Monday, March 20, 2023

#MicroblogMondays: Spring forward?

It's the first day of spring!  :)  

And last week's time change ( = "spring forward" an hour) has been kicking my butt. :p  I've been sleeping in late(r) almost every morning -- and still feeling groggy when I do get up. (Thankfully, I can sleep in late, because, retirement!  ;)  ) 

I know there are arguments about which time system is better -- standard or daylight savings time? I lean slightly towards preferring standard time -- but I wholeheartedly support making one or the other permanent.  Just pick one and stick with it, year round -- no more back & forthing! 

What do you think? Does the time change bother you?  Would you like to see permanent daylight savings time? Permanent standard time? 

You can find more of this week's #MicroblogMondays posts here

Sunday, March 19, 2023

This week's odds & ends

  • I had a dream recently that I was babysitting Little Great-Nephew... he had one of those little motorized cars that you sometimes see kids in, driving down the sidewalk -- and he gleefully zoomed off into the distance. I was running way behind him, calling his name, calling him to STOP!  Someone stopped me, wanting to chat, and I said, "I can't talk, I have to get my son!"  I don't know why I called him my son?? (I did eventually find him, and all was well!)  
    • (The funny/ironic thing is, he HAS one of those little motorized cars -- a miniature Jeep, that BIL got for him -- and he REFUSES to have anything to do with it!!  lol  He won't even sit in it!)  
    • We are going to be babysitting him for a good chunk of the day, one day next week, when his grandparents (BIL & SIL) are out for a medical appointment/procedure -- and I was thinking my dream probably reflected my anxiety about that. He really is easy to stay with, generally no trouble at all -- he adores dh, who generally winds up doing most of the running around with him (lol) -- but it IS a responsibility! -- AND his parents are toilet training him right now  (lol) and I've been wondering how THAT's going to work??! 
    • But it also occurred to me, as I thought about it later, that it was also kind of symbolic, wasn't it? Chasing after "my child,"  watching him (her) disappear into the distance... 
  • The Dyson saga:  You'll remember that, back in mid-January, our new, very expensive Dyson humidifier/purifier conked out on us when I tried to carry out a deep clean cycle for the first time. Thankfully, it's under warranty for a year (until October), and -- after going in circles with Dyson customer service for a few frustrating days -- we were able to take it to a local warehouse for repair. (The story is recounted here, here and here.)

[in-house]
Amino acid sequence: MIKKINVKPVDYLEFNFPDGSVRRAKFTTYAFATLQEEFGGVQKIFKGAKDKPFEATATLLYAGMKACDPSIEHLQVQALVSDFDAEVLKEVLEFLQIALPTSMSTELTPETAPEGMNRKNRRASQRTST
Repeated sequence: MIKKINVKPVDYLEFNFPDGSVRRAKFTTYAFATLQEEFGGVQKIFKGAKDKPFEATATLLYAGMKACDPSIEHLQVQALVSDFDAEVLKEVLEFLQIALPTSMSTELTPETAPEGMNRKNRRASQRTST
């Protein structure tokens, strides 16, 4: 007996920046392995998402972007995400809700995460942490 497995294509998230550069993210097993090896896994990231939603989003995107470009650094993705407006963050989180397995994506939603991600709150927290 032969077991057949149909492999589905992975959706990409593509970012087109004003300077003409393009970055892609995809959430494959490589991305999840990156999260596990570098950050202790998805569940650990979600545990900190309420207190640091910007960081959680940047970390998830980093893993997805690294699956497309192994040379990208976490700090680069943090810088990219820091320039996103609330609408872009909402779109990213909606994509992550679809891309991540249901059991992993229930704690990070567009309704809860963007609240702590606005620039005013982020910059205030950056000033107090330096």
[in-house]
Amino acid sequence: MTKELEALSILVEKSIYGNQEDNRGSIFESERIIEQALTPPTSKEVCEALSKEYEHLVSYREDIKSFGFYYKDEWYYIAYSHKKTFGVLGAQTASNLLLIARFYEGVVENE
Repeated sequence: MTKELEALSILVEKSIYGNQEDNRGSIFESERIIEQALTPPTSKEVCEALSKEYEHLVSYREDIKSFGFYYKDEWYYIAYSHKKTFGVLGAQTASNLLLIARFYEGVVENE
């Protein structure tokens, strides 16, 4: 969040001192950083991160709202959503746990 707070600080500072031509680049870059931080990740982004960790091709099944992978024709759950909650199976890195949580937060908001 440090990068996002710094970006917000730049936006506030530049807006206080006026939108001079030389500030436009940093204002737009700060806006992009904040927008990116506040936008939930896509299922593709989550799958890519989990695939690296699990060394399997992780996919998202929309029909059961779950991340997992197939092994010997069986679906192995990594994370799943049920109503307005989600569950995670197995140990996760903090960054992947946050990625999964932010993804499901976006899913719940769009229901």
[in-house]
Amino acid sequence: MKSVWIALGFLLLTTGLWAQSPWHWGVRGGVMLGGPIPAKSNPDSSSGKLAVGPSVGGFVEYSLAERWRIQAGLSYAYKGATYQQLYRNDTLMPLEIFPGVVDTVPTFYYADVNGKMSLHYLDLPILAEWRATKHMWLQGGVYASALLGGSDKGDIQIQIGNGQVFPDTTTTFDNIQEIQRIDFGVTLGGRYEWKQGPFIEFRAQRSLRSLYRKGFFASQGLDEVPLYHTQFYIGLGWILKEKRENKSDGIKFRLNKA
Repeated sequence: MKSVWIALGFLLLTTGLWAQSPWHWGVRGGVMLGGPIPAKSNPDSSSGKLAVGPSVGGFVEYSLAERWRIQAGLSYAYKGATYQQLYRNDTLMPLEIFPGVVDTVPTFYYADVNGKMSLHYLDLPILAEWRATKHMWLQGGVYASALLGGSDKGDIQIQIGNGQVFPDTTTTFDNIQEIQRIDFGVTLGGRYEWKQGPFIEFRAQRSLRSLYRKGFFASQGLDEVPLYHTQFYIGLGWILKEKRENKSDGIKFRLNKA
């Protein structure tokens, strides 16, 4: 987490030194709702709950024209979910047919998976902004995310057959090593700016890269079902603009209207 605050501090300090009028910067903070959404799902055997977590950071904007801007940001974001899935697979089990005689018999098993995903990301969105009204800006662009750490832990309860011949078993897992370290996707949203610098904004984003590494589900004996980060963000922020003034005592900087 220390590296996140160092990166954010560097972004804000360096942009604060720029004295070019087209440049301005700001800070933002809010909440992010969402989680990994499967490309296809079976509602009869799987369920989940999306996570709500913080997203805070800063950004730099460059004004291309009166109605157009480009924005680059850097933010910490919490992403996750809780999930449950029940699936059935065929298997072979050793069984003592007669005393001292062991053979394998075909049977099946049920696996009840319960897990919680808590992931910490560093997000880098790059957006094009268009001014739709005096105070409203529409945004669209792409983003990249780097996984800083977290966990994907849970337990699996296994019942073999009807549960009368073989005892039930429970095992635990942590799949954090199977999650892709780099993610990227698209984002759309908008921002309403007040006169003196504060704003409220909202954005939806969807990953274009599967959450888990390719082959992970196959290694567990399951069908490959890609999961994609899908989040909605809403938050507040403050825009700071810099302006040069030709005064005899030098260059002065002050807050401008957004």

• It's worked fine since then -- but last weekend, I got a warning alert on my Dyson app that a(nother) deep clean cycle would be required soon.  (You generally need to do one about once a month, but we don't run the humidifier 24 hours a day -- plus I use filtered water versus straight from the tap = less limescale building up -- so it's been almost exactly two months since that last disastrous one.)  There's a setting on the app where you can check to see how many hours remain before the next deep clean cycle is needed (also when the air filters need replacing) -- and I watched the hours counting down over the next few days with a feeling of impending doom (lol). 
    • I estimated we'd reach zero (0) hours on Tuesday afternoon -- and we did -- but nothing happened. No alert to carry out the cycle (and believe me, I didn't want to try to do one, unprompted!).  
    • The machine continued to merrily humidify away -- and to be honest, I'd kind of forgotten about it -- until I got the "deep clean cycle required" alert message at 3:45 on Thursday afternoon. I followed the instructions in the manual (I was also able to call them up from the app on my cellphone) and held my breath as I pushed the "start" button and the timer started counting down from the 60 minute mark. In January, it stalled out at 59:50 and would NOT advance further, no matter what I did!  This time, it kept going! and finished the cycle an hour later, as it should!  Whew!!  
  • It's "Mothering Sunday" today in the UK (i.e., Mother's Day -- albeit it started out as something quite different and has evolved to become more like our North American celebration in May). Spare a thought for our sisters across the ocean who -- thanks to social media & the pervasiveness of (North) American culture -- will get barraged with Mother's Day hoopla all over again in May, along with the rest of us!  
  • Elizabeth Day (whose book "How to Fail" has long languished in my to-read pile) has an amazingly frank and articulate article in the Times of London this weekend:  "My fertility sadness — and what not to say to a childless woman." (This is actually an excerpt from her forthcoming book, "Friendaholic: Confessions of a Friendship Addict.")